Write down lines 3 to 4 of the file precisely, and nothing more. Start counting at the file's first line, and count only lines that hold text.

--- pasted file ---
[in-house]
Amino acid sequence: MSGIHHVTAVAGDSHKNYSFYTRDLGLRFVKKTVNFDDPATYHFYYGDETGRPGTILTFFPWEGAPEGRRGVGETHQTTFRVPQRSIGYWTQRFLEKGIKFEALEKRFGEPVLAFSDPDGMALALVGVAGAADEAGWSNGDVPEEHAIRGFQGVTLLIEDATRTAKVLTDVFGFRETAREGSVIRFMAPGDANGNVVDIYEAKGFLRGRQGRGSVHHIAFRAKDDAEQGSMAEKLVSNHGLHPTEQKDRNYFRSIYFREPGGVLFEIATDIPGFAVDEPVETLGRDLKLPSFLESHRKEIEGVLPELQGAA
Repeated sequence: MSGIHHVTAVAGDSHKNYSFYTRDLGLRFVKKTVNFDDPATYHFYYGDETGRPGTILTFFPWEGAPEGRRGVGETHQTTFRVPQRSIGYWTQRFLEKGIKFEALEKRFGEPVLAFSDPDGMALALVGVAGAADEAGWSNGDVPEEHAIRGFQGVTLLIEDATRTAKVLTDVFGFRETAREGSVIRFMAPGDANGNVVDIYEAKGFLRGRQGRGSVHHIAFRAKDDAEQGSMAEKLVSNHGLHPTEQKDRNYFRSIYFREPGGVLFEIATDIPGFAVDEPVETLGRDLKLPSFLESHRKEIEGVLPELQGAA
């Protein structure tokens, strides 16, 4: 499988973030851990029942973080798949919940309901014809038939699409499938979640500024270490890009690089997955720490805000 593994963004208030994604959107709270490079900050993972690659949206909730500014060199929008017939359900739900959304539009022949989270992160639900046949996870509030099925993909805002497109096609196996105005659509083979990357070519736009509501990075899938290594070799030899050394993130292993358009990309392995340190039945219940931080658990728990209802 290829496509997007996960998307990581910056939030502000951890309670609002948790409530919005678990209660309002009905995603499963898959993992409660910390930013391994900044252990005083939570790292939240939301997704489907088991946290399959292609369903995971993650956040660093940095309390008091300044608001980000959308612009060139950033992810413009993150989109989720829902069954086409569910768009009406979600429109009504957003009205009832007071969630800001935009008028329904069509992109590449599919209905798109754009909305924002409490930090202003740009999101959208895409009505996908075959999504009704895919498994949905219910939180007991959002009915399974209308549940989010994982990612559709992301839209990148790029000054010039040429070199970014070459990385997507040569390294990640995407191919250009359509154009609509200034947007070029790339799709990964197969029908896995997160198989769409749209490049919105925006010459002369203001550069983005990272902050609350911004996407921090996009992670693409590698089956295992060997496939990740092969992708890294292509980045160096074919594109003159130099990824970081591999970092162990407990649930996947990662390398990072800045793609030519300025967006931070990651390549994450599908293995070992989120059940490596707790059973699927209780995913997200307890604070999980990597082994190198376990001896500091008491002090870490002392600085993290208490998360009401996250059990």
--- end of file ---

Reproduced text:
Repeated sequence: MSGIHHVTAVAGDSHKNYSFYTRDLGLRFVKKTVNFDDPATYHFYYGDETGRPGTILTFFPWEGAPEGRRGVGETHQTTFRVPQRSIGYWTQRFLEKGIKFEALEKRFGEPVLAFSDPDGMALALVGVAGAADEAGWSNGDVPEEHAIRGFQGVTLLIEDATRTAKVLTDVFGFRETAREGSVIRFMAPGDANGNVVDIYEAKGFLRGRQGRGSVHHIAFRAKDDAEQGSMAEKLVSNHGLHPTEQKDRNYFRSIYFREPGGVLFEIATDIPGFAVDEPVETLGRDLKLPSFLESHRKEIEGVLPELQGAA
């Protein structure tokens, strides 16, 4: 499988973030851990029942973080798949919940309901014809038939699409499938979640500024270490890009690089997955720490805000 593994963004208030994604959107709270490079900050993972690659949206909730500014060199929008017939359900739900959304539009022949989270992160639900046949996870509030099925993909805002497109096609196996105005659509083979990357070519736009509501990075899938290594070799030899050394993130292993358009990309392995340190039945219940931080658990728990209802 290829496509997007996960998307990581910056939030502000951890309670609002948790409530919005678990209660309002009905995603499963898959993992409660910390930013391994900044252990005083939570790292939240939301997704489907088991946290399959292609369903995971993650956040660093940095309390008091300044608001980000959308612009060139950033992810413009993150989109989720829902069954086409569910768009009406979600429109009504957003009205009832007071969630800001935009008028329904069509992109590449599919209905798109754009909305924002409490930090202003740009999101959208895409009505996908075959999504009704895919498994949905219910939180007991959002009915399974209308549940989010994982990612559709992301839209990148790029000054010039040429070199970014070459990385997507040569390294990640995407191919250009359509154009609509200034947007070029790339799709990964197969029908896995997160198989769409749209490049919105925006010459002369203001550069983005990272902050609350911004996407921090996009992670693409590698089956295992060997496939990740092969992708890294292509980045160096074919594109003159130099990824970081591999970092162990407990649930996947990662390398990072800045793609030519300025967006931070990651390549994450599908293995070992989120059940490596707790059973699927209780995913997200307890604070999980990597082994190198376990001896500091008491002090870490002392600085993290208490998360009401996250059990």